Thursday, 11 June 2009

Recently Viewed...

Mum and Dad (Steven Sheil, 2008)

Having missed the last bus home, Polish immigrant Lena accepts a co-workers offer to stay over. Once in their house, she is knocked unconscious, drugged and bound. Waking up to a literal house of horrors, Lena is held captive by a family of psychotics: Dad rules with kind words and a meat tenderiser whilst Mum cooks dinner and tortures the children. Labeled a Mummy's Girl, Lena is forced to undergo torture, humiliation and degrading tasks as she is forcefully integrated into the family unit.

One could criticise this film for borrowing heavily from Tobe Hooper's seminal The Texas Chainsaw Massacre (1974) and relocating it into the quiet and depressing suburban enclaves of Britain: Dad appears abruptly from behind Lena and knocks her unconscious with what may be a meat tenderiser, the family scavenging from the airport cargo holds and offices, Dad dressing up as a woman (or as Mum, make-up and all) as he prepares to have intercourse with one of his victims, the Christmas decorations made of flesh and bone, the hideous family secret that is kept upstairs (who is wheeled out for the climatic celebrations) and the film's violent conclusion are all shocking moments that recall Hooper's film. This is not to suggest that Sheil's film is not without its own original and horrific content: Lena witnesses and experiences a whole array of appalling moments, including torture by knitting needle, a grotesque masturbation sequence, sadistic sibling rivalry, possible cannibalism and the ever present threat of rape. Where the film succeeds is the plausibility of its abduction premise and its use of the Heathrow airport location - the constant drone of landing/taking off planes functions as a cruel reminder of Lena's origins, plight and her attempts to escape.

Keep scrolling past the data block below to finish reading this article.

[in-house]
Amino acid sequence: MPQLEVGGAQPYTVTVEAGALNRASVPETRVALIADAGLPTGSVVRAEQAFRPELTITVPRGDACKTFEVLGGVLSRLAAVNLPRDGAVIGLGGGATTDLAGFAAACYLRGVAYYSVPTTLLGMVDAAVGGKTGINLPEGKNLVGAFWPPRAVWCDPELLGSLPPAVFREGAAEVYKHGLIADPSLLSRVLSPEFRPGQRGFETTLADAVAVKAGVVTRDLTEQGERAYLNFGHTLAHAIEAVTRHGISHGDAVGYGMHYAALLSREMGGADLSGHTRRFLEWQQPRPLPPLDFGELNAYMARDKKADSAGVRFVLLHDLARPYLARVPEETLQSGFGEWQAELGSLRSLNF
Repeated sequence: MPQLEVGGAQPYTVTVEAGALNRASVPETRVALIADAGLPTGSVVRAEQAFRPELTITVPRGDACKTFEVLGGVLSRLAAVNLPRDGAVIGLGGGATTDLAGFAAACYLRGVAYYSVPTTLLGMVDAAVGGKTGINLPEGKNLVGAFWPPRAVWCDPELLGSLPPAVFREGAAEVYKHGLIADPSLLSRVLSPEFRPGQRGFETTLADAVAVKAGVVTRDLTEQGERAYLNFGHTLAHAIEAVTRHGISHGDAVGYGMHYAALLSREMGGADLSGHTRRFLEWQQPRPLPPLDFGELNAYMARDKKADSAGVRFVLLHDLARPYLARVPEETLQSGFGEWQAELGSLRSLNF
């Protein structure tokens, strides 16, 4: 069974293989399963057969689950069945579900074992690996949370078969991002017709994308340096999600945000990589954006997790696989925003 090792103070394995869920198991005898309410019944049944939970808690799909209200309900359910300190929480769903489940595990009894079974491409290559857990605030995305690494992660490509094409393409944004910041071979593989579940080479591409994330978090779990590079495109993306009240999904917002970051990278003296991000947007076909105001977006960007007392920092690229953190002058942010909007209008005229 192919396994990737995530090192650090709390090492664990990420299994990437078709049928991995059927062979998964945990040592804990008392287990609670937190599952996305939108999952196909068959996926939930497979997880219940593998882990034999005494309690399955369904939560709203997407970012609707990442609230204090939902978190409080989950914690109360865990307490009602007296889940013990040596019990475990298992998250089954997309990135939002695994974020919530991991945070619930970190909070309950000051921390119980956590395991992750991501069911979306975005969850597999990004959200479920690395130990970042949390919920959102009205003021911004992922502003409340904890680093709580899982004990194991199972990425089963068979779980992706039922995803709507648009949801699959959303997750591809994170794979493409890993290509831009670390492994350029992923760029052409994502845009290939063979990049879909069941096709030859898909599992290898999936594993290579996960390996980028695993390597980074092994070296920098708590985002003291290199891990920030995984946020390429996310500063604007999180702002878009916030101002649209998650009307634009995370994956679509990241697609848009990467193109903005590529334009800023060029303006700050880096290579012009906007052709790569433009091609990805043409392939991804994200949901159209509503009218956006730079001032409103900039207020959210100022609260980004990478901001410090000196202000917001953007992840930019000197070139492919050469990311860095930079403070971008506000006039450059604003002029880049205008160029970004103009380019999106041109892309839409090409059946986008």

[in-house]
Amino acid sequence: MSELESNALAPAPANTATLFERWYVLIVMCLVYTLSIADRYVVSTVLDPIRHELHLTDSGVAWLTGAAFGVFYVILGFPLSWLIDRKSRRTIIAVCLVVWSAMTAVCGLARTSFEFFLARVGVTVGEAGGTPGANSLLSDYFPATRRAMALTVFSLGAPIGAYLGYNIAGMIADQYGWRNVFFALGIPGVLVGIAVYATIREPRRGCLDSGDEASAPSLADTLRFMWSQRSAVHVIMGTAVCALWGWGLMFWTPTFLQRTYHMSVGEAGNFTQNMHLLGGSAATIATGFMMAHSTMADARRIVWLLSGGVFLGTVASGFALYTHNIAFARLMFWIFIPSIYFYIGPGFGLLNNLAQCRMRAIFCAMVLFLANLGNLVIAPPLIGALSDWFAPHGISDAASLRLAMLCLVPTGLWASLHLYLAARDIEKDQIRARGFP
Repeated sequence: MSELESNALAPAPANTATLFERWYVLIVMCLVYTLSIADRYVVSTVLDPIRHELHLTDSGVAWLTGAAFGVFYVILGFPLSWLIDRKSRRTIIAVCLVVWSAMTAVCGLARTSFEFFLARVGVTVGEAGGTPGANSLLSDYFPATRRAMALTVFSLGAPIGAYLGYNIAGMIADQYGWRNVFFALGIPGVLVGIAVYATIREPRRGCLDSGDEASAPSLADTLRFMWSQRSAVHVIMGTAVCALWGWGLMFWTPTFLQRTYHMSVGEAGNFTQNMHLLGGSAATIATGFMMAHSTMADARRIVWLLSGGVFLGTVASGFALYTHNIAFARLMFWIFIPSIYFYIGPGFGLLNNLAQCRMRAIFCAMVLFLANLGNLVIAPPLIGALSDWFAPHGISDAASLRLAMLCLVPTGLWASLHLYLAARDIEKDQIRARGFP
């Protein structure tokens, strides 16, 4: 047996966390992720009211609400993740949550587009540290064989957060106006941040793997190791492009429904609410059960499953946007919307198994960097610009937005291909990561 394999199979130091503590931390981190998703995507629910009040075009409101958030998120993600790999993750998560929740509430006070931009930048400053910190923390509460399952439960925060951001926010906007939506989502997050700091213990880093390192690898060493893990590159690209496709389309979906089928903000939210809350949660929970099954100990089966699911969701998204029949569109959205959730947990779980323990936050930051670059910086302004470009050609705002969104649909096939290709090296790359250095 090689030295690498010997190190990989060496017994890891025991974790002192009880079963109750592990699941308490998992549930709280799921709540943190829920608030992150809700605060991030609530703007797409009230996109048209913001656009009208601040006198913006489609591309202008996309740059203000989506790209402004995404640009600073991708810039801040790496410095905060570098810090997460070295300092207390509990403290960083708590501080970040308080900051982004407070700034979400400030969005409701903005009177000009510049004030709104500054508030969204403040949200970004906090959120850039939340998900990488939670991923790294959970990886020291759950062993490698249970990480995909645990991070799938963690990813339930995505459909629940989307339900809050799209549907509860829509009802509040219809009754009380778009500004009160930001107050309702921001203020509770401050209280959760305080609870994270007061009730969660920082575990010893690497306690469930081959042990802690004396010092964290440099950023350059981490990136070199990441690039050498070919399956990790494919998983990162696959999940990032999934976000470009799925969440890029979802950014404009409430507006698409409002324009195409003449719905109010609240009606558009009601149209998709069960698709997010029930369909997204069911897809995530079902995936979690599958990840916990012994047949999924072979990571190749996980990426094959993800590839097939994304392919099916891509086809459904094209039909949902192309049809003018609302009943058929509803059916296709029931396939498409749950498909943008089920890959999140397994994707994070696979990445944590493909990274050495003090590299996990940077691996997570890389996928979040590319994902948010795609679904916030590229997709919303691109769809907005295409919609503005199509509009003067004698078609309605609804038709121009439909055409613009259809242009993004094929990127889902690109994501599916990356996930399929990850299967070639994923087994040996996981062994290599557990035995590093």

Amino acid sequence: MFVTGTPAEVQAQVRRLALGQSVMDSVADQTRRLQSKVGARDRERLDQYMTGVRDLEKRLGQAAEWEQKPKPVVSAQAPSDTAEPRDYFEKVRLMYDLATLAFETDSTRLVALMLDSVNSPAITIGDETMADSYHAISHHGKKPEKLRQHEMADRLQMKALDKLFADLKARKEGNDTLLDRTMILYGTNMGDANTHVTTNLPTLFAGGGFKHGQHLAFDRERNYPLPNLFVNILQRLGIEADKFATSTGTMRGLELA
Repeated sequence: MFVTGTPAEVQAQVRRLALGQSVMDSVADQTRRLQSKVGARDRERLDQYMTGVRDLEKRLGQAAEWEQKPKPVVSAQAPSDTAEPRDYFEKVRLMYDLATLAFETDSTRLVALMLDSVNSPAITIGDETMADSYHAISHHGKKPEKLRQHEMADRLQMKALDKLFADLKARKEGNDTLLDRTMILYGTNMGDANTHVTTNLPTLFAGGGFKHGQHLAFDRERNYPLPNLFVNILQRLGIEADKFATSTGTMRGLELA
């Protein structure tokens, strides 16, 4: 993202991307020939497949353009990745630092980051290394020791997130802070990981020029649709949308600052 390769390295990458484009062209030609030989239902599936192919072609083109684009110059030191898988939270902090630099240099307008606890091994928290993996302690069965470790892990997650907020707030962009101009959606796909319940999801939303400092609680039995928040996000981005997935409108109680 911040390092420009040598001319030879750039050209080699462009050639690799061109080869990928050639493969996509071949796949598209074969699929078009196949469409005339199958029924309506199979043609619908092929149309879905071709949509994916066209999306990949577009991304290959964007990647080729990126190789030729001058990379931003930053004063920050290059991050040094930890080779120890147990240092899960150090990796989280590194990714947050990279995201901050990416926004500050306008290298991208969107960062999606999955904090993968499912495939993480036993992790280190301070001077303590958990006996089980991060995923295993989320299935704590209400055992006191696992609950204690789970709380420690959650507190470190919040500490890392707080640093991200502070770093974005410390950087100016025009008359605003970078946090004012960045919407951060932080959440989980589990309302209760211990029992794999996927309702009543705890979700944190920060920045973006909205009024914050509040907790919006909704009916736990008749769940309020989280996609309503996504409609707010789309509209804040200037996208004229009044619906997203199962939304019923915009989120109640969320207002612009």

As a British film grounded in a British location, the film functions as a perverse Kitchen Sink drama in which the young children are in constant conflict with their elderly parents. Sheil constructs a thoroughly believable domestic setting and atmosphere which only adds to the horror and compounds Lena's increasingly desperate situation. More disturbingly, there are scenes which recall the Fred and Rose West case and function as a reminder to the viewer of the horrors that have taken place behind the close doors of suburbia.

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